Overall, it's been a good experience, and I'm working on my 2nd bike, a Honda GX35 powered 4-stroke, that promises to be more economical, quieter, and less of an oily mess than was my first excursion into the PAPC realm.


ps. Please, please, please observe all the PAPC and cycling regs, and don't do anything to cause a community backlash. This legislation and the light, low compression 4-cycle powered bicycle can go a long way as a fuel extender and emission minimiser, but not if some innocent pedestrian or their dog gets creamed early on.
Excellent! I don't think I've seen anyone yet who has dug in and actually calculated their output, etc.

I've had a notion for a home-made bicycle dyno in mind for years. I haven't actually built it because I haven't felt enough need. No doubt, it would take a bit of fine-tuning anyway. But if I lived in a place where the police might seize and dyno my bike, then maybe I'd feel a bit more urgent about it.

I once, inadvertently, limited the movement of my throttle slide when modifying my throttle handle and cable. And it definitely did cut down on total power. I left it like that because it was still as powerful as I needed. Other than on this one particular hill. But I could see myself doing it again if that were needed to stay legal. It wouldn't even be a big problem.

I am sorry to learn that you're neighbors on four wheels are that hostile to motorized bicycles. Here in the USA we do get some intimidating behavior toward all bicycles. But it's not as intense as it sounded like in your description. And there's a certain number of folks who talk like real fools when they come near a motorized bicycle. In some cases, some hostility is evident. In other cases, they're fools who don't really mean wrong and don't realize that they're being fools.

Those of us in the USA and elsewhere can take warning from this; if our neighbors come to perceive us as 'undesirables', then we won't be safe. Even having the law on our side won't be of very much help.
Hi bluegoatwoods,

Thanks very much for reading my post.

Yes, there are plenty of suitable dynamometers that I would like to have made use of locally. Trouble is getting their owners to help out. Moped dynos are for mopeds, and motorcycle dynos are only for Harleys, apparently. Building a dyno looked like too much of a hassle, so logging the falling velocity of a rolling bike and rider, along with time data, eventually won out. Once you know what everything weighs, and a little about the wheels, then the math for a drag on velocity curve is pretty uninvolved.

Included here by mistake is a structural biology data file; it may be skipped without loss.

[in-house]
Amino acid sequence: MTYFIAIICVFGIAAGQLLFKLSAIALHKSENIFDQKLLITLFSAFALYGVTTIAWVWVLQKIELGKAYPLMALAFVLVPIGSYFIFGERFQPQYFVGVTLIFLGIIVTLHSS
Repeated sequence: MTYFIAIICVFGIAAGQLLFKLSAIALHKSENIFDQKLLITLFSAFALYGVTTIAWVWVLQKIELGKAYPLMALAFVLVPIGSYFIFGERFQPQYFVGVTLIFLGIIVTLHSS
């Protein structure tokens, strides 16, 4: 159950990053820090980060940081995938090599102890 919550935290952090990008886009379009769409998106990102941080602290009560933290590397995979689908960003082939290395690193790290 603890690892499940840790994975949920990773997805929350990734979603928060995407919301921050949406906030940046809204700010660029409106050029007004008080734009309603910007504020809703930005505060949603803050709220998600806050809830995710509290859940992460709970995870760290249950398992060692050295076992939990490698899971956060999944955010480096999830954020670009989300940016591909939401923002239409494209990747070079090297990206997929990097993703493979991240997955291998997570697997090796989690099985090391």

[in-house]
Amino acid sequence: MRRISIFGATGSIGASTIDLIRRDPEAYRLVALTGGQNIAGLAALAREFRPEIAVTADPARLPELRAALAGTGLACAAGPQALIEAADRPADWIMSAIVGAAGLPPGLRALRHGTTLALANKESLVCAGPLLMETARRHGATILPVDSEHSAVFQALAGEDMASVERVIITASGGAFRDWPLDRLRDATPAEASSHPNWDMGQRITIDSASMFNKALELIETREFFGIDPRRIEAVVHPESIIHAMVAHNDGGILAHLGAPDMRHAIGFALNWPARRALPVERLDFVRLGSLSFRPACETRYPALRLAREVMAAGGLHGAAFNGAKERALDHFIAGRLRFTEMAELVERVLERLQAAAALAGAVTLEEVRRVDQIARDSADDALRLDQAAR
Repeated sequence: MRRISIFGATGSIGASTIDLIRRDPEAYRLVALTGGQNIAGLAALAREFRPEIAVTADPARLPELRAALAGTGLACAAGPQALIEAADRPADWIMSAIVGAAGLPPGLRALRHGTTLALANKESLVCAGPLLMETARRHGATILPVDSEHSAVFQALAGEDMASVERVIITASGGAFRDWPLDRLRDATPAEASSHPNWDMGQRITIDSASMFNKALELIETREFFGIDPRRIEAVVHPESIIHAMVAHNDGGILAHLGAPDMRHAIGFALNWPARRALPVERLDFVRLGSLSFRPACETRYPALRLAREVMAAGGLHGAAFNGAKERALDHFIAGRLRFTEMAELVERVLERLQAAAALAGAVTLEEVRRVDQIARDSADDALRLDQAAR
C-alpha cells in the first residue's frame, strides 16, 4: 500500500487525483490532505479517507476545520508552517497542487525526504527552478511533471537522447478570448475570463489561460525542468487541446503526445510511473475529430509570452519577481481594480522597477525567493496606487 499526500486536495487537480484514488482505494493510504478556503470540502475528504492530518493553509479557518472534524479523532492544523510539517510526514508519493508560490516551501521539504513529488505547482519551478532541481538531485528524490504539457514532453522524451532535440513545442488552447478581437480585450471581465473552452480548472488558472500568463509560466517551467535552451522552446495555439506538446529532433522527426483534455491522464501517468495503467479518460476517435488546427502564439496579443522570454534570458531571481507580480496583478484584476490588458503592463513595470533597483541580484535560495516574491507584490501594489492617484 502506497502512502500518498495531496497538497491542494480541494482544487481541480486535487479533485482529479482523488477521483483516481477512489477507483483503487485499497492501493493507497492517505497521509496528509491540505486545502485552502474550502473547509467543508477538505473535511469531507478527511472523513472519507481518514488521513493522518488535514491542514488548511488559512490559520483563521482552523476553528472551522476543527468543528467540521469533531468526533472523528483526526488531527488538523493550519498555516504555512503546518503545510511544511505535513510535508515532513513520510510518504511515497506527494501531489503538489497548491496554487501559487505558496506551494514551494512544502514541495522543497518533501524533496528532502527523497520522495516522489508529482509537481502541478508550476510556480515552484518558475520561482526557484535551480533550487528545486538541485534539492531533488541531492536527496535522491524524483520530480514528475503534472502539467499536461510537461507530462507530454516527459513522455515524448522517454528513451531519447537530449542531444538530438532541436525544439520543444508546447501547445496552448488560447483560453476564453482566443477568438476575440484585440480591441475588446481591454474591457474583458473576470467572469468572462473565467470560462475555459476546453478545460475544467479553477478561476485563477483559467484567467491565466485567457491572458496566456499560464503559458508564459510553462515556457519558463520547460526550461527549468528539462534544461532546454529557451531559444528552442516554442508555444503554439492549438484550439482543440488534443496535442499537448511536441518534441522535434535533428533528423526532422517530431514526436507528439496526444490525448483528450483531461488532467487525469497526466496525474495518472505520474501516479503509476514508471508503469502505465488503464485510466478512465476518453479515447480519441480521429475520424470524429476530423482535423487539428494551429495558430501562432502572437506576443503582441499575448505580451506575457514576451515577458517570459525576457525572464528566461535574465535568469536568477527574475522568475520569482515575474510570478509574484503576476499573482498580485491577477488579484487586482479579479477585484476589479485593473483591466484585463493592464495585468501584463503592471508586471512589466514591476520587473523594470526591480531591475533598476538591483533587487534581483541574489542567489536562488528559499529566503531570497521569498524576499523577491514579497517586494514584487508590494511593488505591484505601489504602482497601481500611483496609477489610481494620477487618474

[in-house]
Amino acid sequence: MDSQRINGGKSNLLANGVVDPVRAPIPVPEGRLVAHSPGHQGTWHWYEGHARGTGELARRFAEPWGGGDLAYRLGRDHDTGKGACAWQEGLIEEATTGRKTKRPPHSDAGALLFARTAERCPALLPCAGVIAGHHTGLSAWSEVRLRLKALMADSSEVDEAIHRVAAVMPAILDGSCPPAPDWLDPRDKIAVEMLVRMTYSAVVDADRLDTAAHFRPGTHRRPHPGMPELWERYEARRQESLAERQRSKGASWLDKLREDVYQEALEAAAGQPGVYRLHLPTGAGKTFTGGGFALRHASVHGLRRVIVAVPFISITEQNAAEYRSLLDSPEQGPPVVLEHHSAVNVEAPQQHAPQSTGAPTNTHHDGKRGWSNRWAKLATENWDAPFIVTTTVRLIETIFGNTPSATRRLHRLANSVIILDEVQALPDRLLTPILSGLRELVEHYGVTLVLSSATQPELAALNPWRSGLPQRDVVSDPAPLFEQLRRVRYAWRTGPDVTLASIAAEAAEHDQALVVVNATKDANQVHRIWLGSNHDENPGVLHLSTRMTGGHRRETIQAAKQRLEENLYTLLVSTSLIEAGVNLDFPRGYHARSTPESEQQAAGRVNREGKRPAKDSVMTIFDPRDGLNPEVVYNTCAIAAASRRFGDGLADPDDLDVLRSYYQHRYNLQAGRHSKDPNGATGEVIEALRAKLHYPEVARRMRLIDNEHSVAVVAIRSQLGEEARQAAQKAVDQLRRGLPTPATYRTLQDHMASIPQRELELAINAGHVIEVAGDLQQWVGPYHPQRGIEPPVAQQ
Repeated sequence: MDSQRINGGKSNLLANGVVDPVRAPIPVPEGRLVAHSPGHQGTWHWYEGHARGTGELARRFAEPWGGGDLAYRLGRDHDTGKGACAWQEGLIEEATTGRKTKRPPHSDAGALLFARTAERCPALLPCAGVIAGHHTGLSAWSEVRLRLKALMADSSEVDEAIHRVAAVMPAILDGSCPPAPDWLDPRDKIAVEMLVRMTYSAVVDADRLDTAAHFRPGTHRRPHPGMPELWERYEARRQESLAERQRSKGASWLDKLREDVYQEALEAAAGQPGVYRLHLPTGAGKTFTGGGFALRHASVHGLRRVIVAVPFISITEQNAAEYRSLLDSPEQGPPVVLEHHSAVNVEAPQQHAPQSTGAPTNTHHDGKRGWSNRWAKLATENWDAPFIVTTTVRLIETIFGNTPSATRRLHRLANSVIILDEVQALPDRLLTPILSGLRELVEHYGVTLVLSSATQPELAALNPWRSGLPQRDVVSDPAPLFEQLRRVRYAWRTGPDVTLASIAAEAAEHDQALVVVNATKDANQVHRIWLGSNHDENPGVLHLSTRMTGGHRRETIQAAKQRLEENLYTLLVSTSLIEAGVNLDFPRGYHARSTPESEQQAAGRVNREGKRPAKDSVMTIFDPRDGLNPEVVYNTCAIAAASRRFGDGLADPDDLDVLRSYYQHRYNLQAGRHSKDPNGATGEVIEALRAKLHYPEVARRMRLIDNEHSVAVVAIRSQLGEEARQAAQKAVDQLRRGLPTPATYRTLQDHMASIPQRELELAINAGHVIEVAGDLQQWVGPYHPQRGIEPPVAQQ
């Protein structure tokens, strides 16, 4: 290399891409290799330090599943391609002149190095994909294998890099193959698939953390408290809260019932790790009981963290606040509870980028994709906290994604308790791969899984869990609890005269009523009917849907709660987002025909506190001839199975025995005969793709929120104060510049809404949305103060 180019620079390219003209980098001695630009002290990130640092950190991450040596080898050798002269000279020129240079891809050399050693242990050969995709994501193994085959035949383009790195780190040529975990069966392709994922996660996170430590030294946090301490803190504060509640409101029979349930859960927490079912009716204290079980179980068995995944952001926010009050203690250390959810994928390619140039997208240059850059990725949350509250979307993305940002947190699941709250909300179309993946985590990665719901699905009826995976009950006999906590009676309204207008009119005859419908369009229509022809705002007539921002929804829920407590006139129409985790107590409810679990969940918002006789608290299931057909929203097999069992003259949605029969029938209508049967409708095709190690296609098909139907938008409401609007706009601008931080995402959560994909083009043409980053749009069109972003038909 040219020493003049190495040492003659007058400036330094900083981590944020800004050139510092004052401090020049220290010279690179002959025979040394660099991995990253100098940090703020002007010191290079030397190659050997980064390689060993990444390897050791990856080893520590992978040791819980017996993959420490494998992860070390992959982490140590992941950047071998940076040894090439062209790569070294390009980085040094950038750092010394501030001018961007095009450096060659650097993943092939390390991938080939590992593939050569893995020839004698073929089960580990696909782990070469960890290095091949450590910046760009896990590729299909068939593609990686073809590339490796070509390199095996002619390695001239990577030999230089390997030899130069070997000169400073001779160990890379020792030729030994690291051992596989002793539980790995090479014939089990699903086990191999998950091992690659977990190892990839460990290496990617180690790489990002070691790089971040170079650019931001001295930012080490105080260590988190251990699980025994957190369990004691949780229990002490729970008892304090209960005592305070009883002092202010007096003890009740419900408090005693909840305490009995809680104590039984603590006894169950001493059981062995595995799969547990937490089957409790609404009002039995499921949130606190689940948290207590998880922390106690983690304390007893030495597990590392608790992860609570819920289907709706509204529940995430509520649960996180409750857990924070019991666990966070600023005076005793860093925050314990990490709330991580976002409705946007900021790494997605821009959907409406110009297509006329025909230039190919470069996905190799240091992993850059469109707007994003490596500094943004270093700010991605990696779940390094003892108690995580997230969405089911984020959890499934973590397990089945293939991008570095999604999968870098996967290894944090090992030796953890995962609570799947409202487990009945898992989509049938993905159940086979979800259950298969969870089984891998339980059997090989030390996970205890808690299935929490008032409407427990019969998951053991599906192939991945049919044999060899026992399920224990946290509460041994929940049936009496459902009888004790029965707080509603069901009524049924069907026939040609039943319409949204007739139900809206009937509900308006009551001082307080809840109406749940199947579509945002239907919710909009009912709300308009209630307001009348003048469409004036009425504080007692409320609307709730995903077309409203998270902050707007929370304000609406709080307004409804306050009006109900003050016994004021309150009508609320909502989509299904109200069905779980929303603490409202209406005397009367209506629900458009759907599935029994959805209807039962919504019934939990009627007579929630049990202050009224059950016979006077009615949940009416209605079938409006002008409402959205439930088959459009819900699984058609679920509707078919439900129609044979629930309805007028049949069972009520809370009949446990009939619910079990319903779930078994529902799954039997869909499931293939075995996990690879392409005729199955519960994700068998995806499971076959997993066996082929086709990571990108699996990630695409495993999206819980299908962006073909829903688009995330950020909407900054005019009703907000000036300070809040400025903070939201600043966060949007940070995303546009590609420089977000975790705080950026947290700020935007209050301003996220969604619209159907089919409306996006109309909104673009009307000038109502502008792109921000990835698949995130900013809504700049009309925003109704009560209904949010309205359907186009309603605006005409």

You're right, BGW, extra power sure helps on hill climbs, and a bike that has had power limited as a means to control top speed is not very helpful under such circumstances. I would have been happier with a set top speed, and a maximum displacement with which to achieve it, but then sensible legislation is not what Australia is known for. It's reasonably flat along a north south coastal corridor where I live, so I'm still pretty happy with the 200W limitation.

Oh, I was probably just letting off steam, and without much good reason, when I mentioned the one unhappy experience I've had to date. Mostly people just want to ask you if what you're doing is legal, and are quite surprised when you tell them it is. We have never had Whizzers and the like in AU, so the whole motorised bicycle notion seems quite novel to most people here. The only thing that would truly bother me is if the police were not on side. I'm pleased to report that the Western Australian Police have been exceptionally helpful in dealing with my enquiries, and I haven't had so much as a disapproving glace from any of their patrol officers out on the road. Pleased as punch is me!

Thanks again for your reply, BGW. I've been away from the forum for some time, and appreciate such a welcoming message on my return.

T. :cool:
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Good! I'm glad to hear that your neighbors aren't as hostile as it had seemed.

I've been aware for some time that Australia has restrictions on powered bikes that we would consider to be severe. But I'm also glad to hear that the police are good to you.

I'm happy to report that the police here are really pretty unconcerned over these bikes. Not a single one has given me any sort of trouble, or even a furrowed brow, in my estimated 7500 miles of motorized riding.

I'm just a bit busy right now. But I'll try to remember this thread and come back. I'll draw a little diagram of the dyno I have in mind. It's really quite simple. Anyone who can build an MB could build one of these.

Then you can have your own dyno, if you'd like.